Two days ago I installed Ubuntu 7.04 for the n-th time. I am motivated to add a piece every day until I will reach a good substitute for my
So this evening I wanted to install Beryl. Let's see what's did go wrong. [Note: using Vista@work and to Tiger@home, I could not resist installing a lights and candies GUI for linux: my problem.]
Here I found a command to verify the direct rendering, needed to run Beryl:
$ glxinfo | grep direct
$ direct rendering: No
No direct rendering? I had to update nVidia drivers (I have a nVidia video card, of course). I used Envy, an automatic video driver updater for Linux. Ok, let's try. Blam! xorg doesn't starts anymore. Linux isn't Windows, so I log on in text mode, seep through /etc/X11 and rename xorg.conf to xorg.conf.rtfm, and pick xorg.conf.backup (thanks God it's backup day) to xorg.conf.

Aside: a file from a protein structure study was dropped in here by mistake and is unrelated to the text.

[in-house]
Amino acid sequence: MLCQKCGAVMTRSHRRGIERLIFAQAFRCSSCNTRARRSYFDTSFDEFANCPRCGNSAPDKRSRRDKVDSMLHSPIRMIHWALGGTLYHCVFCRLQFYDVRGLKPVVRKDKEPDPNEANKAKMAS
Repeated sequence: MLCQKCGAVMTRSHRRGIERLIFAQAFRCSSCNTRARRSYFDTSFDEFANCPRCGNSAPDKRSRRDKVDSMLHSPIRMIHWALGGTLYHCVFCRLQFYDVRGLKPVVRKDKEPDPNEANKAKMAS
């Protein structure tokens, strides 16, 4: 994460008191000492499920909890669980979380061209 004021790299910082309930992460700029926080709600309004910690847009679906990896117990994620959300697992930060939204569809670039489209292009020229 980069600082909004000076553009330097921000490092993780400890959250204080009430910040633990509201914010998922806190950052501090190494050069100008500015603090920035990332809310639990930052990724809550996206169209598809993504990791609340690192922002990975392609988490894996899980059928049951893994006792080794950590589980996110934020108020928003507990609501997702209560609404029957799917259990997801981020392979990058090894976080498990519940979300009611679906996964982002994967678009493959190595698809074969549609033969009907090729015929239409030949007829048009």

$ sudo mv xorg.conf xorg.conf.rtfm
$ sudo mv xorg.conf.backup xorg.conf
$ startx, and everything is gonna be all right. No, the average salesman couldn't perform even such a simple repair, and this would have move him/her far away from Linux at least for 10 years. Alberto, please, add a routine to test if at the next reboot the system is running at the required runlevel.
The dwarf (nano, in Italian) is a tribute to nano, the text editor I used to find the difference between xorg.conf and xorg.conf.backup. The command I typed was
$ sudo nano xorg.conf (incidentally, "sudo nano" means "I sweat, dwarf" in Italian, which is rather funny for a terminal command...)
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